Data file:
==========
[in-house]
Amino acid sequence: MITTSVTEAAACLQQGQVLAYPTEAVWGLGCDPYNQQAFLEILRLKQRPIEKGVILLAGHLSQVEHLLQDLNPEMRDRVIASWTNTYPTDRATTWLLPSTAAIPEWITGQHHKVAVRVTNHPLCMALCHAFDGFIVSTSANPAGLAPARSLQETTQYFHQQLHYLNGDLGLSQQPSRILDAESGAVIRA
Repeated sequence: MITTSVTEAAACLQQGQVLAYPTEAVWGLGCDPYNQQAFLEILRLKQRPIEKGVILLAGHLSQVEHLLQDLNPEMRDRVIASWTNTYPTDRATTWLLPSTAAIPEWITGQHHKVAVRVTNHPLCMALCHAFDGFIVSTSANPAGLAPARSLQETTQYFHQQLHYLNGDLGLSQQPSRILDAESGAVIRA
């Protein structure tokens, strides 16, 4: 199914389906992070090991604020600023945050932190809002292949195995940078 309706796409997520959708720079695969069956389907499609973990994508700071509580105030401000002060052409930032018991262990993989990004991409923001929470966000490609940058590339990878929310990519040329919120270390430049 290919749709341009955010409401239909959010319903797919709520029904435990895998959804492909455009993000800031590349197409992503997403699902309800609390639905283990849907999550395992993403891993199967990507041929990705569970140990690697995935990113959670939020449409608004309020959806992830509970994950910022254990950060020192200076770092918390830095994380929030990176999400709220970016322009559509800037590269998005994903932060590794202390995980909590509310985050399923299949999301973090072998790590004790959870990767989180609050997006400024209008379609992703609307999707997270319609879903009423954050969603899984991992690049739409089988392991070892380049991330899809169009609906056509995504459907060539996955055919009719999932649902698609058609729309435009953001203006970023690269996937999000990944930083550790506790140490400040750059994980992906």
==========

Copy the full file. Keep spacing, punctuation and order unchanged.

[in-house]
Amino acid sequence: MITTSVTEAAACLQQGQVLAYPTEAVWGLGCDPYNQQAFLEILRLKQRPIEKGVILLAGHLSQVEHLLQDLNPEMRDRVIASWTNTYPTDRATTWLLPSTAAIPEWITGQHHKVAVRVTNHPLCMALCHAFDGFIVSTSANPAGLAPARSLQETTQYFHQQLHYLNGDLGLSQQPSRILDAESGAVIRA
Repeated sequence: MITTSVTEAAACLQQGQVLAYPTEAVWGLGCDPYNQQAFLEILRLKQRPIEKGVILLAGHLSQVEHLLQDLNPEMRDRVIASWTNTYPTDRATTWLLPSTAAIPEWITGQHHKVAVRVTNHPLCMALCHAFDGFIVSTSANPAGLAPARSLQETTQYFHQQLHYLNGDLGLSQQPSRILDAESGAVIRA
């Protein structure tokens, strides 16, 4: 199914389906992070090991604020600023945050932190809002292949195995940078 309706796409997520959708720079695969069956389907499609973990994508700071509580105030401000002060052409930032018991262990993989990004991409923001929470966000490609940058590339990878929310990519040329919120270390430049 290919749709341009955010409401239909959010319903797919709520029904435990895998959804492909455009993000800031590349197409992503997403699902309800609390639905283990849907999550395992993403891993199967990507041929990705569970140990690697995935990113959670939020449409608004309020959806992830509970994950910022254990950060020192200076770092918390830095994380929030990176999400709220970016322009559509800037590269998005994903932060590794202390995980909590509310985050399923299949999301973090072998790590004790959870990767989180609050997006400024209008379609992703609307999707997270319609879903009423954050969603899984991992690049739409089988392991070892380049991330899809169009609906056509995504459907060539996955055919009719999932649902698609058609729309435009953001203006970023690269996937999000990944930083550790506790140490400040750059994980992906």